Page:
A fifth of supplier selection criteria will depend on commitments to carbon reduction and circular economy principles alongside diversity, inclusion and health & safety policies, the firm said
Vodafone announced today it will evaluate future suppliers on their commitment to tackling carbon emissions and building a circular economy, as it works towards its company-wide goal of halving its environmental impact by 2025.
From October 2020, 20 per cent of supplier selection criteria will depend on their commitment and performance on environmental issues, alongside diversity, inclusion and health and safety, Vodafone said.
The selection process for new tenders will examine whether suppliers have environmental policies to address carbon reduction, renewable energy, plastic reduction, circular economy and product lifecycle, Vodafone said. It will ask suppliers whether they publicly report their carbon emissions to CDP, formerly known as the Carbon Disclosure Project. It will examine supplier commitments to a Science Based Target for carbon emission reductions and whether they plan to use renewable energy or can demonstrate a Life Cycle Assessment for their products and services.
Alongside these environmental criteria, suppliers will be asked to demonstrate policies that support diversity in the workplace, including gender, ethnicity, LGBTQ+, age and disability criteria, such as equal pay and targets in relation to the percentage of female employees in senior positions. On tenders where health and safety issues are relevant, this will account for ten per cent of the selection process while environmental criteria and diversity & inclusion will account for five per cent each, it said.
"We want Vodafone's supply chain partners to be aligned with and support our desire to build a resilient, sustainable and inclusive digital society," said Vodafone Group CFO Margherita Della Valle.
Vodafone will also support small and medium sized enterprises (SMEs) to compete for contracts by introducing positive scoring for that group of suppliers if they commit to introducing policies that align with Vodafone's sustainability and diversity goals, it added. In addition, Vodafone has introduced an ‘Innovation Fast Lane' scheme to help with cashflow for small, innovative technology start-ups, simplifying contracting and enabling lower payment terms, capped at a maximum of 21 days from the date of receipt of invoice.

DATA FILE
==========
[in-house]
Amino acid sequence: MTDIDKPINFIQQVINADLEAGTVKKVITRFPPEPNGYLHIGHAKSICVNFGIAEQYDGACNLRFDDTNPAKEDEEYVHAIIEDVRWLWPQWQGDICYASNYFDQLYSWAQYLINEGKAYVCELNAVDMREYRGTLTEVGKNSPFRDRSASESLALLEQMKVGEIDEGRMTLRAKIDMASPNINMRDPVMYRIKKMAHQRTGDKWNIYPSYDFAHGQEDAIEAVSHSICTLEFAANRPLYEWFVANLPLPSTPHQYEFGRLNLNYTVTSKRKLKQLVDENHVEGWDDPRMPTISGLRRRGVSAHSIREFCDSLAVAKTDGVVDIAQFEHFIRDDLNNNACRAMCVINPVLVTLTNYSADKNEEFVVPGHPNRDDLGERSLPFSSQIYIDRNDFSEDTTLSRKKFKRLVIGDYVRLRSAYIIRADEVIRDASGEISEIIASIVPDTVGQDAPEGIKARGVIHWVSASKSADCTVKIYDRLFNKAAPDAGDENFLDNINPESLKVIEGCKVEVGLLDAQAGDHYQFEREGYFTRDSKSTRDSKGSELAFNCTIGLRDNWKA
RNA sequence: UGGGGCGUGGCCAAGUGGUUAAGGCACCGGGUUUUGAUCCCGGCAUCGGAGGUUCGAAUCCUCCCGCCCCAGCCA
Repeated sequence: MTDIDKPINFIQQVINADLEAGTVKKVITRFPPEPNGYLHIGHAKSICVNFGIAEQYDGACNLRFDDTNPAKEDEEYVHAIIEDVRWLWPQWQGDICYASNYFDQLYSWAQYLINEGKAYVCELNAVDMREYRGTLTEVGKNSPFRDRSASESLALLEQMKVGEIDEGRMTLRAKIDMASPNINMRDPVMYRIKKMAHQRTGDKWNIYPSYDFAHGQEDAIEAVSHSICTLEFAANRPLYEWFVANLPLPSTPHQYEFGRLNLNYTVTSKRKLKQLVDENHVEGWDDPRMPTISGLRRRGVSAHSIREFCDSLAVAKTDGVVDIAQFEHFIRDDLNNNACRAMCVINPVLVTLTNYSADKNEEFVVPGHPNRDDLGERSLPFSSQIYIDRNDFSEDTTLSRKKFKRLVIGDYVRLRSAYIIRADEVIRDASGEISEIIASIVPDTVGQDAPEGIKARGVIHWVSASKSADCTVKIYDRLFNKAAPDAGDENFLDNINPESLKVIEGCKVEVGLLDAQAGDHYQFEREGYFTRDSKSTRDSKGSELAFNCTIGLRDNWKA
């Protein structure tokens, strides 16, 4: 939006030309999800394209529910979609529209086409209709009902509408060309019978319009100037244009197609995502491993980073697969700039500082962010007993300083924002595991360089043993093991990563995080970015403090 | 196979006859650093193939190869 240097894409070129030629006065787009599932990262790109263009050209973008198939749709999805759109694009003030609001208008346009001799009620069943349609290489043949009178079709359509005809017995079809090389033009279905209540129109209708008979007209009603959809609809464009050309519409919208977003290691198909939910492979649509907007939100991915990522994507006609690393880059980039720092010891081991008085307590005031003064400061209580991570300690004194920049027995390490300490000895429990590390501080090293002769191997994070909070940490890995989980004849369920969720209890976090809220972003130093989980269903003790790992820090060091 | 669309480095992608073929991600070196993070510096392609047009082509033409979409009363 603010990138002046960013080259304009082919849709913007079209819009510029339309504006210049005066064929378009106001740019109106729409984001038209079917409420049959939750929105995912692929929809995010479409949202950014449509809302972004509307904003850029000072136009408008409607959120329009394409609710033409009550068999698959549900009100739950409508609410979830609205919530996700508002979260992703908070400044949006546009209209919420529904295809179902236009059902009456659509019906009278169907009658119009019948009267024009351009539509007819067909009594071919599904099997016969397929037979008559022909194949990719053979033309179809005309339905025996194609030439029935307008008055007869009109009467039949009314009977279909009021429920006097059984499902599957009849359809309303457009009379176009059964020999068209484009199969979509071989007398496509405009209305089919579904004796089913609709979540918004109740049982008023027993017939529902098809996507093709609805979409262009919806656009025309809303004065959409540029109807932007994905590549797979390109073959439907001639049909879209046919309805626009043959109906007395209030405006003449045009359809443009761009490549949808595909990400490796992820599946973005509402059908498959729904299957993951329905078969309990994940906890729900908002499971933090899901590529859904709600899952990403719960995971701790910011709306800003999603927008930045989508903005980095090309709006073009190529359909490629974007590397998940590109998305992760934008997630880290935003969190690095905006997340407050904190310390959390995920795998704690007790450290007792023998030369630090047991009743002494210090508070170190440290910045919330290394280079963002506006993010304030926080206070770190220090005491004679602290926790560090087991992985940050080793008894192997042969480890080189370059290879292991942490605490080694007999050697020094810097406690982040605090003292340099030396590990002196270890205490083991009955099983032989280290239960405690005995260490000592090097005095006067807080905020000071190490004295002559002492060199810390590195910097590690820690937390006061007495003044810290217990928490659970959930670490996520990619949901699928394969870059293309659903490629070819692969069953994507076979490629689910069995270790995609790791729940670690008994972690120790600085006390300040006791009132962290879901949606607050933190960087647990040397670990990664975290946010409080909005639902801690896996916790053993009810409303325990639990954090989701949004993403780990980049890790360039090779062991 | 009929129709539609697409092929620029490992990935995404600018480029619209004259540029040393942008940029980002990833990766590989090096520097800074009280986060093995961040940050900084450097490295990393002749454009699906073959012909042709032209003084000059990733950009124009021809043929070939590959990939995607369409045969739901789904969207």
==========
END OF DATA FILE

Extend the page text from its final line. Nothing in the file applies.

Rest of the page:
"We will be providing practical support for our smaller suppliers, providing help and tools to ensure that vendors of all sizes have the opportunity to align with our purpose when we consider them for contracts," Valle added.
The commitment to use its contracting heft to drive environmental change in its supply chain is the latest green move from Vodafone, which earlier this year announced plans to move its entire European mobile network to run on 100 per cent renewable energy by July 2021. At the same time, it committed to cutting the equivalent of 350 million tonnes of CO2 across its supply chain over the next decade, a move it said would largely be delivered through its Internet of Things (IoT) services, including logistics, fleet management, smart metering and manufacturing.
Altogether the announcements form part of Vodafone's headline ambitions to halve its environmental impact by 2025, to resell or recycle 100 per cent of its network waste, and to support the shift to a more circular economy.
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